Hydroponics Hydroponics, the process of growing plants without soil, began many years ago. The history of this science goes back to several hundreds of years before Christ. Hydroponic culture is shown in the hanging gardens of Babylon, the floating gardens of the Aztecs of Mexico and those of the Chinese. The growing of plants in water was also described in the Egyptian writings. These writings date back to hundreds of years before Christ was born. The word hydroponics comes from Latin, meaning water working.
In the 1930's scientists began experimenting growing plants without soil using nutrients dissolved in water. The scientists worked for years determining which elements and their combinations affect plant growth. After many years of research, they discovered the first hydroponic formulas for plant nutrition. During these studies, they also discovered that soil in not necessary to anchor the plant's roots.
Although hydroponics has been around for many years, the science still hasn't progressed very far, but has progressed very quickly for the past forty years.
It has been adapted into many areas such as outdoor farming, greenhouse, and now to in home gardening. Some countries have adapted it to submarines to grow vegetables to feed the crews. Presently the space program is experimenting with the use of Hydroponics in space. Although it hasn't exactly been done yet, Hydroponics can be used in areas with poor soil, such as a desert, or in underdeveloped countries for food production in limited space. It is also very convenient because it can be used during all seasons.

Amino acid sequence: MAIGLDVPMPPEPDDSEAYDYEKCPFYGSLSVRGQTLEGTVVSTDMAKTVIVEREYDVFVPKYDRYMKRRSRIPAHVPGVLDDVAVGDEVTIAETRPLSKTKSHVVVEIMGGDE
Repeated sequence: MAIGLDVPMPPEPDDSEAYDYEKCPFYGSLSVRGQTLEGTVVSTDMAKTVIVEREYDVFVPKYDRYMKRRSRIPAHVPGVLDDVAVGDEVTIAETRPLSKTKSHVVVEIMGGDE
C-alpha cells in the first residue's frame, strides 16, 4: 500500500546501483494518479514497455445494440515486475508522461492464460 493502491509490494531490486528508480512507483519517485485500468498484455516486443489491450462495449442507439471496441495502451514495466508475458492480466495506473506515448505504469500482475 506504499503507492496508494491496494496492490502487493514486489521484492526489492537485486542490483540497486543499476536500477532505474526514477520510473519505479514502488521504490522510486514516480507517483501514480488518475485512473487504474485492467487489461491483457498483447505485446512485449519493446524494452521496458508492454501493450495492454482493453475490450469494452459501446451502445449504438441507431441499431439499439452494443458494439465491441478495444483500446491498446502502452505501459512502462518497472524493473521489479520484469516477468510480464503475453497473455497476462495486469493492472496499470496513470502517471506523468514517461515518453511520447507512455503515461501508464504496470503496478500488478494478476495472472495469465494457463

In order for plants to grow in water, they have to have certain materials they normally get from the soil or air. For plants to survive in water without drowning, they must have light, water, oxygen, CO2, potential hydrogen (pH), nutrients, and temperature.